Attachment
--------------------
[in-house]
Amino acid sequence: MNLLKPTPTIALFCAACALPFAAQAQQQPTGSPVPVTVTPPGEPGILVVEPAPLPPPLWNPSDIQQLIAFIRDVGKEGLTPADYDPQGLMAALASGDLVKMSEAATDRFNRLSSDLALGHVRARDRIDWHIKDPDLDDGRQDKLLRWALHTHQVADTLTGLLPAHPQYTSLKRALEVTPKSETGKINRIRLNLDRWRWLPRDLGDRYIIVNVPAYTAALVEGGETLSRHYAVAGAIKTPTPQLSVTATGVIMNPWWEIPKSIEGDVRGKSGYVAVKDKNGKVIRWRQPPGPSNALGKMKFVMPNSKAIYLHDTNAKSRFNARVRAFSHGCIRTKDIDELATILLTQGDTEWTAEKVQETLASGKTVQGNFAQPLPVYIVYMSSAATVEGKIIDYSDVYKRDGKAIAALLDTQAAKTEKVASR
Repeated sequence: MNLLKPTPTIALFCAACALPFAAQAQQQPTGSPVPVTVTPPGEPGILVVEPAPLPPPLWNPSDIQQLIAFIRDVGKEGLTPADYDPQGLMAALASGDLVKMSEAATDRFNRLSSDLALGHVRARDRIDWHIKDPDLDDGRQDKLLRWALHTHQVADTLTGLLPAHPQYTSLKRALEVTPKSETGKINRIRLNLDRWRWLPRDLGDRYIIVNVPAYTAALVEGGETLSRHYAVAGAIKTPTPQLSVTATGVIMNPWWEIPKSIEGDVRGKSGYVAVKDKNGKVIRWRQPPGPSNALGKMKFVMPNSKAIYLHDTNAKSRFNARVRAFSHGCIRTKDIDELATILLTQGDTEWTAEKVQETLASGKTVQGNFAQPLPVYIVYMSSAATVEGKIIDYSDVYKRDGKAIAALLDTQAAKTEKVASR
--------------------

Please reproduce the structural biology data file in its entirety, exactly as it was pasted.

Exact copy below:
[in-house]
Amino acid sequence: MNLLKPTPTIALFCAACALPFAAQAQQQPTGSPVPVTVTPPGEPGILVVEPAPLPPPLWNPSDIQQLIAFIRDVGKEGLTPADYDPQGLMAALASGDLVKMSEAATDRFNRLSSDLALGHVRARDRIDWHIKDPDLDDGRQDKLLRWALHTHQVADTLTGLLPAHPQYTSLKRALEVTPKSETGKINRIRLNLDRWRWLPRDLGDRYIIVNVPAYTAALVEGGETLSRHYAVAGAIKTPTPQLSVTATGVIMNPWWEIPKSIEGDVRGKSGYVAVKDKNGKVIRWRQPPGPSNALGKMKFVMPNSKAIYLHDTNAKSRFNARVRAFSHGCIRTKDIDELATILLTQGDTEWTAEKVQETLASGKTVQGNFAQPLPVYIVYMSSAATVEGKIIDYSDVYKRDGKAIAALLDTQAAKTEKVASR
Repeated sequence: MNLLKPTPTIALFCAACALPFAAQAQQQPTGSPVPVTVTPPGEPGILVVEPAPLPPPLWNPSDIQQLIAFIRDVGKEGLTPADYDPQGLMAALASGDLVKMSEAATDRFNRLSSDLALGHVRARDRIDWHIKDPDLDDGRQDKLLRWALHTHQVADTLTGLLPAHPQYTSLKRALEVTPKSETGKINRIRLNLDRWRWLPRDLGDRYIIVNVPAYTAALVEGGETLSRHYAVAGAIKTPTPQLSVTATGVIMNPWWEIPKSIEGDVRGKSGYVAVKDKNGKVIRWRQPPGPSNALGKMKFVMPNSKAIYLHDTNAKSRFNARVRAFSHGCIRTKDIDELATILLTQGDTEWTAEKVQETLASGKTVQGNFAQPLPVYIVYMSSAATVEGKIIDYSDVYKRDGKAIAALLDTQAAKTEKVASR